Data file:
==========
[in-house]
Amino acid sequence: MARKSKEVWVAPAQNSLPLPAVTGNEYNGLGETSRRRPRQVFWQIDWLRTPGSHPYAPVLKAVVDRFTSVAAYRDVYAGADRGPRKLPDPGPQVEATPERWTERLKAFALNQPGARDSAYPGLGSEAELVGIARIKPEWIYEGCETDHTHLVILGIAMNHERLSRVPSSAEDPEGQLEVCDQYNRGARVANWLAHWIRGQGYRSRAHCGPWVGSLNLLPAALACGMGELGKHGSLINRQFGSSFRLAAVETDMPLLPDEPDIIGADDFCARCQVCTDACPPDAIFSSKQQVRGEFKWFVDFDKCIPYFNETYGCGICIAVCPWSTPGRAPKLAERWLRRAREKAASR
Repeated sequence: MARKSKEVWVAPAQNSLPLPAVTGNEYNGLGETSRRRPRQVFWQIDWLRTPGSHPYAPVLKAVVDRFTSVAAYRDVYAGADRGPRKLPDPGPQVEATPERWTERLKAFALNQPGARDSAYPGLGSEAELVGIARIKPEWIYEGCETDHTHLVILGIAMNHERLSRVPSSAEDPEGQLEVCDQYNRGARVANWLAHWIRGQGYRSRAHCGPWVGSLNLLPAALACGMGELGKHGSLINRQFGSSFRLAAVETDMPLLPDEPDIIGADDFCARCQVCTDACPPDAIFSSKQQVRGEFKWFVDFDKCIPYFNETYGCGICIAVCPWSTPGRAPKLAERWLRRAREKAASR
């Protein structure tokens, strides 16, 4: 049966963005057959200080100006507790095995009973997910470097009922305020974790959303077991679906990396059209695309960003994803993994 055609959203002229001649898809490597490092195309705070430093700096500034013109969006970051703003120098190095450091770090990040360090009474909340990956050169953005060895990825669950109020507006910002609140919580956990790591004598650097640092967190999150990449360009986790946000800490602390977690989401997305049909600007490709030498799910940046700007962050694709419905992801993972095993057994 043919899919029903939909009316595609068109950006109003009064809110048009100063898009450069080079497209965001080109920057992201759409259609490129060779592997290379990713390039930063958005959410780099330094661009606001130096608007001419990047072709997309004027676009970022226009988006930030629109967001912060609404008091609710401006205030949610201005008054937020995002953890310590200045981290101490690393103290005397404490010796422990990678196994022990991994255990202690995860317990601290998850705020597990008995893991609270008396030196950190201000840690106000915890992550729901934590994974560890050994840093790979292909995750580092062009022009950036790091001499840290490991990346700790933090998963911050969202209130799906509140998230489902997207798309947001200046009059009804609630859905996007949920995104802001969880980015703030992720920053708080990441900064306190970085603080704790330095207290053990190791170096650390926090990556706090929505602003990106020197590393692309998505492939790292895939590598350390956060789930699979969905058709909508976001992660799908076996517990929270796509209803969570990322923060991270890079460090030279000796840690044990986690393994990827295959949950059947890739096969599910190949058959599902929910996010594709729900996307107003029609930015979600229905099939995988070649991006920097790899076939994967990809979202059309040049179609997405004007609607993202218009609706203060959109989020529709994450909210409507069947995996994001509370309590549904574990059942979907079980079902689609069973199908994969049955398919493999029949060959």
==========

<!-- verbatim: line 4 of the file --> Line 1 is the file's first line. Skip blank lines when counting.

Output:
């Protein structure tokens, strides 16, 4: 049966963005057959200080100006507790095995009973997910470097009922305020974790959303077991679906990396059209695309960003994803993994 055609959203002229001649898809490597490092195309705070430093700096500034013109969006970051703003120098190095450091770090990040360090009474909340990956050169953005060895990825669950109020507006910002609140919580956990790591004598650097640092967190999150990449360009986790946000800490602390977690989401997305049909600007490709030498799910940046700007962050694709419905992801993972095993057994 043919899919029903939909009316595609068109950006109003009064809110048009100063898009450069080079497209965001080109920057992201759409259609490129060779592997290379990713390039930063958005959410780099330094661009606001130096608007001419990047072709997309004027676009970022226009988006930030629109967001912060609404008091609710401006205030949610201005008054937020995002953890310590200045981290101490690393103290005397404490010796422990990678196994022990991994255990202690995860317990601290998850705020597990008995893991609270008396030196950190201000840690106000915890992550729901934590994974560890050994840093790979292909995750580092062009022009950036790091001499840290490991990346700790933090998963911050969202209130799906509140998230489902997207798309947001200046009059009804609630859905996007949920995104802001969880980015703030992720920053708080990441900064306190970085603080704790330095207290053990190791170096650390926090990556706090929505602003990106020197590393692309998505492939790292895939590598350390956060789930699979969905058709909508976001992660799908076996517990929270796509209803969570990322923060991270890079460090030279000796840690044990986690393994990827295959949950059947890739096969599910190949058959599902929910996010594709729900996307107003029609930015979600229905099939995988070649991006920097790899076939994967990809979202059309040049179609997405004007609607993202218009609706203060959109989020529709994450909210409507069947995996994001509370309590549904574990059942979907079980079902689609069973199908994969049955398919493999029949060959």